Interactive Features

Written by Richard Lowe

If you really want people to be attracted to your web site time after time, you need to add interactivity. This can be as simple or as complicated as you want. It does not matter whether you are a beginner, an intermediate webmaster orrepparttar most advanced web designer around, you can add interactive elements to your web site.

What is an interactive element? Forrepparttar 134647 purposes of this section, I am defining it as a way to causerepparttar 134648 visitor to a web site to interact with either other visitors orrepparttar 134649 webmaster. Examples include email forms, chat scripts and games. You can also add tools such as dictionary lookup boxes, weather reports and code generators.

If you are a beginning webmaster, if you are creating a simple homepage or if you do not have access to server-side scripting (a method to causerepparttar 134650 web server to do tasks for you), then what you will need to do is find outside services to host your interactive capabilities. These services can be bought (usually for a minor fee) or will will be free and display ads.

The advantages of free services are that they are free, relatively bullet-proof (usually) and generally straightforward to use. The major disadvantage is that they must make money indirectly throughrepparttar 134651 use of advertisements. Sometimes this is just a simple banner, andrepparttar 134652 more obnoxious services remove your visitor totally from your website and plant them on theirs. The other disadvantage is you tend to lose visitors by using these free services, as it is their goal to get them to click on an advertisement, not to get people to stay on your site.

All of these remotely hosted services (a service run off of a web server that is notrepparttar 134653 same as yours) have a major flaw in that they tend to slow down your web pages. Even something as simple as displaying a button loaded from one of these services can increaserepparttar 134654 load time of your page by seconds or even minutes. You see, it depends on how loaded their server is - not how much data is on your page.

Graphics for the Web: Plug-Ins

Written by Richard Lowe

You've probably noticed that just about any application of any real significance these days hasrepparttar capability to be expanded in some way. Usually these are called "plug-ins", although they are also called snap-ins (Windows 2000), add-ons, add-ins (Outlook 2000), ActiveX Controls (Internet Explorer) and filters (Adobe Photoshop, as well as any number of other descriptive names.

The concept is simple, andrepparttar 134646 benefits are tremendous. Create an "engine" with basic functionality and allow for expansion by third-parties in a standard and organized way. Thus, for example, even though Adobe Photoshop performs an incredibly number of functions all on it's own,repparttar 134647 authors felt it was necessary to allow others to contribute their skills. They did this by providing plug-ins and filters.

This also, not entirely coincidentally, got aroundrepparttar 134648 concept of "open source" which has been debated all overrepparttar 134649 internet for years. Pure open source is code which can be downloaded and modified by anyone - Unix is a good example of this. Atrepparttar 134650 other extreme is virtually all of Microsoft's products -repparttar 134651 sources are not made available to anyone except under specific and [legally] controlled circumstances. Plug-ins get around this argument by allowingrepparttar 134652 product to be expanded and it's behavior changed without releasingrepparttar 134653 source code torepparttar 134654 general public.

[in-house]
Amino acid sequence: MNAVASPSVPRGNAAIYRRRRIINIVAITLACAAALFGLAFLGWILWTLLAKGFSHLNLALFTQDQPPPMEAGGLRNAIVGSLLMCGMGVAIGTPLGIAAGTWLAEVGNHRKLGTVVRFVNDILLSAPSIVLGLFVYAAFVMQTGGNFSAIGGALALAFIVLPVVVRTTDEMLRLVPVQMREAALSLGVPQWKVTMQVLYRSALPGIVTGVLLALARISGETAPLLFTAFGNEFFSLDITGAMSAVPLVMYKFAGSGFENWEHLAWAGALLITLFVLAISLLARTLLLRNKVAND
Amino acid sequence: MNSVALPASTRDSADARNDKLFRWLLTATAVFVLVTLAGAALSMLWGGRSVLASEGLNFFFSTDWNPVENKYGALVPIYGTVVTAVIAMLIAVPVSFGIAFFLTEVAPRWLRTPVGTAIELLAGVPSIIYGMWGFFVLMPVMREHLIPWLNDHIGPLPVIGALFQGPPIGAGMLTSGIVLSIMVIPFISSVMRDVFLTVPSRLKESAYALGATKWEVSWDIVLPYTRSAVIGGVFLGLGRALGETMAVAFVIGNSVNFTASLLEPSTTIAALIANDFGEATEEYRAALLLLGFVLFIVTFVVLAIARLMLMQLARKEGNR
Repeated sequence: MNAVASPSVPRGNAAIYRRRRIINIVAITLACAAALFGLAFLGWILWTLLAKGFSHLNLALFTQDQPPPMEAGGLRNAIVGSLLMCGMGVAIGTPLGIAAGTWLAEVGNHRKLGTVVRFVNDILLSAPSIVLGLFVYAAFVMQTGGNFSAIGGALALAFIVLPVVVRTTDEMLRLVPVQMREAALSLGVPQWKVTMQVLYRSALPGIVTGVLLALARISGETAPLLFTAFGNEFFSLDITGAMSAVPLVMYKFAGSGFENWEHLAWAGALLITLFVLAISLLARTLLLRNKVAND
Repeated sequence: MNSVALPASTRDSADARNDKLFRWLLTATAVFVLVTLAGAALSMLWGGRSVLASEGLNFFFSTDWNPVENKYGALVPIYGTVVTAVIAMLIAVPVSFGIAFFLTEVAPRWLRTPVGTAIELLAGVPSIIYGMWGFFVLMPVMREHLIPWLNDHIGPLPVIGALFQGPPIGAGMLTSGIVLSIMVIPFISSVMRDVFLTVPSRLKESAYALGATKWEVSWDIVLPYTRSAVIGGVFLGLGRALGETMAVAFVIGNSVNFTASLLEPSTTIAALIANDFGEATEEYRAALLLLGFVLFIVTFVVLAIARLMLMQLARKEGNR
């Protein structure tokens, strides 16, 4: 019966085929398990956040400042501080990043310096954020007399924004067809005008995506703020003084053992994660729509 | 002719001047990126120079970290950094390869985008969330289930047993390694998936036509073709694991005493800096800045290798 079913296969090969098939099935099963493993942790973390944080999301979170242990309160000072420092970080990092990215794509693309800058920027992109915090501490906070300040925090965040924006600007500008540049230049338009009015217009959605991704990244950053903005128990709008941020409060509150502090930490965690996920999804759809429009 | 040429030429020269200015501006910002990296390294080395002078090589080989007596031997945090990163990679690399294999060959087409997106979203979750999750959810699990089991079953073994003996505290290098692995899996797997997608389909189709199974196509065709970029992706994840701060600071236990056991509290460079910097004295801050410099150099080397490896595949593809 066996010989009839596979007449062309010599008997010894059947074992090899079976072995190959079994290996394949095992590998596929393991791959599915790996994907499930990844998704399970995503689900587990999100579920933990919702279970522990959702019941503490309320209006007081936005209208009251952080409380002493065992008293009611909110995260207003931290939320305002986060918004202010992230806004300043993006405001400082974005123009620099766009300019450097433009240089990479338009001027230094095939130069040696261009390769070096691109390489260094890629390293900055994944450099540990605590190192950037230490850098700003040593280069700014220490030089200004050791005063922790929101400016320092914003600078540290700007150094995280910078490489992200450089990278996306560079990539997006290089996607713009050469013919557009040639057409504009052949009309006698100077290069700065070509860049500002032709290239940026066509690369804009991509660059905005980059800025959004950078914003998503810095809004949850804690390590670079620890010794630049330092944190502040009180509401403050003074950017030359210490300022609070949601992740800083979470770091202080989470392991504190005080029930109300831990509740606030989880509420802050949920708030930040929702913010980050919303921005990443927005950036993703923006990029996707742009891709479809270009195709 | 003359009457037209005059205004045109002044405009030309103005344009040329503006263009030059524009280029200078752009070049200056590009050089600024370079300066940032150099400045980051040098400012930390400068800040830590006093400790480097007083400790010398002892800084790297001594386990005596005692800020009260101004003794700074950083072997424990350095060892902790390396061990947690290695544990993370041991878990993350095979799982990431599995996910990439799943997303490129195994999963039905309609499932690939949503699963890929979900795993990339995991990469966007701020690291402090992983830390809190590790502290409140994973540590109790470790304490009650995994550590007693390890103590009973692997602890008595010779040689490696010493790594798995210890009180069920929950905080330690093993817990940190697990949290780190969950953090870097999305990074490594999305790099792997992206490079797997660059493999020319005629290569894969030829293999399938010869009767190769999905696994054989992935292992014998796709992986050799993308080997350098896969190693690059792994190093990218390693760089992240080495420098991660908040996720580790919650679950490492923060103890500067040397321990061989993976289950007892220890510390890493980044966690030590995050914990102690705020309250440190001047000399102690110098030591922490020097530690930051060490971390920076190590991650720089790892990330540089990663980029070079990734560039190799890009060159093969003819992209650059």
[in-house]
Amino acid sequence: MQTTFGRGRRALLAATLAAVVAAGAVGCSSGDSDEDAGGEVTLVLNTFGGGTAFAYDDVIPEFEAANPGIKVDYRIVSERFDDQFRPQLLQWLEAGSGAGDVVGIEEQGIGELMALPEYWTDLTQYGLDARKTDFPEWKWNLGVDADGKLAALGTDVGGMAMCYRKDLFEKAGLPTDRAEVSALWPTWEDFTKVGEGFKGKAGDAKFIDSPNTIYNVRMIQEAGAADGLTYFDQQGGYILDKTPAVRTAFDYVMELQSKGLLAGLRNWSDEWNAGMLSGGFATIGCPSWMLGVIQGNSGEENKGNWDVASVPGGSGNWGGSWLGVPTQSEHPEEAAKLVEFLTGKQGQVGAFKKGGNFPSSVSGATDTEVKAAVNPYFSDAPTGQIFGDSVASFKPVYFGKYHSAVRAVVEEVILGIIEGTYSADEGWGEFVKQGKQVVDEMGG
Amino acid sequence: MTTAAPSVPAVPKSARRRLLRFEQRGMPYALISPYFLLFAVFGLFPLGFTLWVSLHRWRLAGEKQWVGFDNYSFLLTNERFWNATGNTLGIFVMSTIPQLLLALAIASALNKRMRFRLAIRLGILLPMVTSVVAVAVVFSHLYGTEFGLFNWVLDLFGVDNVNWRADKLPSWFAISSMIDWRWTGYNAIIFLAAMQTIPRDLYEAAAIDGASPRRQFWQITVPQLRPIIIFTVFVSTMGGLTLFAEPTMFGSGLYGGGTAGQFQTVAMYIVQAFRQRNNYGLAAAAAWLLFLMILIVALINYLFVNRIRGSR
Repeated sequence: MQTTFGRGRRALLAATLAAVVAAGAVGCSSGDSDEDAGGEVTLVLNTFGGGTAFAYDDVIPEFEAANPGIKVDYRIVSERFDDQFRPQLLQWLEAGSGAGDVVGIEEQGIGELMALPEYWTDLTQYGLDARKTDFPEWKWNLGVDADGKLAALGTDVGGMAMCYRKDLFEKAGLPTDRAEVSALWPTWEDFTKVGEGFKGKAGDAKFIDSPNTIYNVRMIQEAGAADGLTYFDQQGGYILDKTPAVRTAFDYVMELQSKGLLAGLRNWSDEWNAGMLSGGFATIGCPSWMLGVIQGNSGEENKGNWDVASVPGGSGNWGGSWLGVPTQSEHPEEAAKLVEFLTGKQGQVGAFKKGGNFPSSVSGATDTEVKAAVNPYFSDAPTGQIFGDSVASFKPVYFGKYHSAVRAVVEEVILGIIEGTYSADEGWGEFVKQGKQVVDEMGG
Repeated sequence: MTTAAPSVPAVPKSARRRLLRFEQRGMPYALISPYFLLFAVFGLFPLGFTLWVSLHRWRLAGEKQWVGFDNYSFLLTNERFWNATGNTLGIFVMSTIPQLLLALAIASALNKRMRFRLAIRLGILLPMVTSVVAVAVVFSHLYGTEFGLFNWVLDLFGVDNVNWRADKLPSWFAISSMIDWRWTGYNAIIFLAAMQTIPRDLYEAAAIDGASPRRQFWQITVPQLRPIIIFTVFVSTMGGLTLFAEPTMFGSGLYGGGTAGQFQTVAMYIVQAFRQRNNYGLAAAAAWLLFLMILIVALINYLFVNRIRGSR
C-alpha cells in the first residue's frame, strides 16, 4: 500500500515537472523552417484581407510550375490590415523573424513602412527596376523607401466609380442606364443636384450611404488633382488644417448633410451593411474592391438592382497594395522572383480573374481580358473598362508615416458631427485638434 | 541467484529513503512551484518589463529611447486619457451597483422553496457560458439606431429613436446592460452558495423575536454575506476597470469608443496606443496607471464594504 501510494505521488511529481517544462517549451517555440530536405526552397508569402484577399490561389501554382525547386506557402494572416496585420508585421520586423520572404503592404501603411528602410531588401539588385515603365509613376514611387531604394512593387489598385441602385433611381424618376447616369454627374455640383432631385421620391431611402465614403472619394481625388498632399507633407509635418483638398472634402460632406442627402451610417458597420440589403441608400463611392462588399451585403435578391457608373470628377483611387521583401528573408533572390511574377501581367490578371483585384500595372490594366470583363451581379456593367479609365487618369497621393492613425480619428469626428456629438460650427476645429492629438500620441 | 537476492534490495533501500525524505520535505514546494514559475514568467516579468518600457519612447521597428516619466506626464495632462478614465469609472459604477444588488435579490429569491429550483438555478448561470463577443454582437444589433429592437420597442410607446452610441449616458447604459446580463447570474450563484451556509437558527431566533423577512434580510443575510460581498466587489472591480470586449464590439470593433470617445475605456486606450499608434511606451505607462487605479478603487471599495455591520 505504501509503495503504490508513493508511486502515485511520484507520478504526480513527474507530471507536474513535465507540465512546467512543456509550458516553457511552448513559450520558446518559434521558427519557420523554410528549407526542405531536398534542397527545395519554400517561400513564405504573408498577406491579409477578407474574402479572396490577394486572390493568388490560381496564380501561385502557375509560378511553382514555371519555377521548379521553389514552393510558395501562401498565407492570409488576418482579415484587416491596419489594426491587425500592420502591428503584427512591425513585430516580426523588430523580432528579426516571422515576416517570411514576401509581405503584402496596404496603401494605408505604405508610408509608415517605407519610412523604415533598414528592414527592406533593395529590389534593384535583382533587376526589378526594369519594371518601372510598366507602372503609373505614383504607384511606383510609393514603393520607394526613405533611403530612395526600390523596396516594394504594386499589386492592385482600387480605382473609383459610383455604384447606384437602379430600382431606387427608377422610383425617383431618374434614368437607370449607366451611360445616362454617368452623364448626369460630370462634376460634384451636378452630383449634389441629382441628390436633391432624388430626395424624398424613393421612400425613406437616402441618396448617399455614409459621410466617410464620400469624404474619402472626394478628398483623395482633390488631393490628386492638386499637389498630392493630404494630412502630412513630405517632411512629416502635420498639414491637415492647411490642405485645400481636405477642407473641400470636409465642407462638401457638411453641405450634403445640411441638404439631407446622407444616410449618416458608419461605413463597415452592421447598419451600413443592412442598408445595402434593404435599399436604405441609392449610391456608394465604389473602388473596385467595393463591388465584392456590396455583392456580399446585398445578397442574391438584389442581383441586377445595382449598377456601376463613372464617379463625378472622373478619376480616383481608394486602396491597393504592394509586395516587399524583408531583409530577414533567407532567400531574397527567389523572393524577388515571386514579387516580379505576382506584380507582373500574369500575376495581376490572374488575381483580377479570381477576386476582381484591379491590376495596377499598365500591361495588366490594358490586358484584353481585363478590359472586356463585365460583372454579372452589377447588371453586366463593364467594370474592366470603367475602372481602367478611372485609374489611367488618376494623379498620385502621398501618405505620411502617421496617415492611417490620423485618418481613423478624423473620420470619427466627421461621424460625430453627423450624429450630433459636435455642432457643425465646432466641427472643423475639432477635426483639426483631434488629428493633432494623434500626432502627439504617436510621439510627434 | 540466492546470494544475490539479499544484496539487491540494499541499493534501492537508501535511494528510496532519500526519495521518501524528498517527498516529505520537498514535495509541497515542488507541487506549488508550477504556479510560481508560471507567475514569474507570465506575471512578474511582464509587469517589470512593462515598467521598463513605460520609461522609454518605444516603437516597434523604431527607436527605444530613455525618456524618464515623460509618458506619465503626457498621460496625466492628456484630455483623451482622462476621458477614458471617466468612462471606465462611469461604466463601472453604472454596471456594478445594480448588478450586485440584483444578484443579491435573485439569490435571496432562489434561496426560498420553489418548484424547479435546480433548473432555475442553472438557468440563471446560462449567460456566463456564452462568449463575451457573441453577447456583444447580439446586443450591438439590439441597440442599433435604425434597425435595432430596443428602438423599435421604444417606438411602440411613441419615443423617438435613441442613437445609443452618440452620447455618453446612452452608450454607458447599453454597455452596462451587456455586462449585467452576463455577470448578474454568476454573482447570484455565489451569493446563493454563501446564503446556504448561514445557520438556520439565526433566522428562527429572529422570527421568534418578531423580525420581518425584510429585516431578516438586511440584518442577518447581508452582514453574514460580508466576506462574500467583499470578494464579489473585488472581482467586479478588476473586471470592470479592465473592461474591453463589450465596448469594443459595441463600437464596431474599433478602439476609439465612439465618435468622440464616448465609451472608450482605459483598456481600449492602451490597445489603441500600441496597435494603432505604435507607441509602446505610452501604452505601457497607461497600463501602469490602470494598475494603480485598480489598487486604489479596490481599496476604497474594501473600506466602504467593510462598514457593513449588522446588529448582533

The concept of plug-ins actually came into reality back in 1995. The Netscape browser developers had a problem - there were few, if any, accepted graphics and multimedia (videos, sound and such) standards available onrepparttar 134655 web, yetrepparttar 134656 browser had to be capable of displaying graphics and multimedia. The developers did not want to restrict their browser to just a few standards (which may or may not have become accepted) and they certainly did not want to release a new browser every time a new multimedia format was created.

Thus plug-ins were born. This solvedrepparttar 134657 problem very well. There was now no need to restrict formats or modify and distribute a new browser. All that needed to be done was create a plug in which handledrepparttar 134658 format. And best of all (for Netscape) this plug-in was generally created by some other company.

There were problems withrepparttar 134659 plug-in concept, however.

- Back inrepparttar 134660 days of slow modems, it could take a very long time to download a plug-in

- Plug-ins could crashrepparttar 134661 operating system or cause it to become unstable.

- If a visitor chose not to install a plug-in, thenrepparttar 134662 multimedia object would not display.

- Malicious designers could conceivably introduce security risks throughrepparttar 134663 use of plug-ins.

Soon afterwards Microsoft got onrepparttar 134664 bandwagon with it's own version of plug-ins for Internet Explorer. They called their version ActiveX and made them a little more automatic (by adding some custom code torepparttar 134665 operating system). Ask anyone at Microsoft (especially atrepparttar 134666 training classes) and you be told thatrepparttar 134667 future is ActiveX. However, these controls have exactlyrepparttar 134668 same problem as plug-ins with a terrible security model to boot (any security model which requires an end-user to make a decision as to whether or not unknown code is trustworthy is certain to fail).

Okay, how does this all relate to graphics? Well, plug-ins and ActiveX controls arerepparttar 134669 way you can expandrepparttar 134670 functions of your browser to include new and occasionally wonderful things.

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